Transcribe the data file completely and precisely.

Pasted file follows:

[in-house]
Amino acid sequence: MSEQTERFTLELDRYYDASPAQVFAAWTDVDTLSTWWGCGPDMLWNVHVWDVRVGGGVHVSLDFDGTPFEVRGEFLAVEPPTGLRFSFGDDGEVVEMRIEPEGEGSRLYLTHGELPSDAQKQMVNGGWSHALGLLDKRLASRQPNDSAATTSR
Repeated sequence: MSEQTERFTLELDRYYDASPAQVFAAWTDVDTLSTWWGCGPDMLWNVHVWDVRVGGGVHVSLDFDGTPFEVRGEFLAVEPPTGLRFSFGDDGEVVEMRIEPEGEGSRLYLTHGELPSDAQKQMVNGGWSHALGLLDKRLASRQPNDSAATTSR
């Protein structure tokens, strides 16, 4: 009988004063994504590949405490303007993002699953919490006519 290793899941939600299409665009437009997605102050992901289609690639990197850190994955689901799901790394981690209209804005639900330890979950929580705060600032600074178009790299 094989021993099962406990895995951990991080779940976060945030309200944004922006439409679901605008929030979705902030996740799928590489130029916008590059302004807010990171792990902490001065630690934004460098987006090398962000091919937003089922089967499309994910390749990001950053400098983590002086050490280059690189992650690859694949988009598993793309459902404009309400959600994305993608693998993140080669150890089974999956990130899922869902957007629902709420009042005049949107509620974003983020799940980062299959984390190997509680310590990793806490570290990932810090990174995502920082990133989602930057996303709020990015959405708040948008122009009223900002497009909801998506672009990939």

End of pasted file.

[in-house]
Amino acid sequence: MSEQTERFTLELDRYYDASPAQVFAAWTDVDTLSTWWGCGPDMLWNVHVWDVRVGGGVHVSLDFDGTPFEVRGEFLAVEPPTGLRFSFGDDGEVVEMRIEPEGEGSRLYLTHGELPSDAQKQMVNGGWSHALGLLDKRLASRQPNDSAATTSR
Repeated sequence: MSEQTERFTLELDRYYDASPAQVFAAWTDVDTLSTWWGCGPDMLWNVHVWDVRVGGGVHVSLDFDGTPFEVRGEFLAVEPPTGLRFSFGDDGEVVEMRIEPEGEGSRLYLTHGELPSDAQKQMVNGGWSHALGLLDKRLASRQPNDSAATTSR
């Protein structure tokens, strides 16, 4: 009988004063994504590949405490303007993002699953919490006519 290793899941939600299409665009437009997605102050992901289609690639990197850190994955689901799901790394981690209209804005639900330890979950929580705060600032600074178009790299 094989021993099962406990895995951990991080779940976060945030309200944004922006439409679901605008929030979705902030996740799928590489130029916008590059302004807010990171792990902490001065630690934004460098987006090398962000091919937003089922089967499309994910390749990001950053400098983590002086050490280059690189992650690859694949988009598993793309459902404009309400959600994305993608693998993140080669150890089974999956990130899922869902957007629902709420009042005049949107509620974003983020799940980062299959984390190997509680310590990793806490570290990932810090990174995502920082990133989602930057996303709020990015959405708040948008122009009223900002497009909801998506672009990939």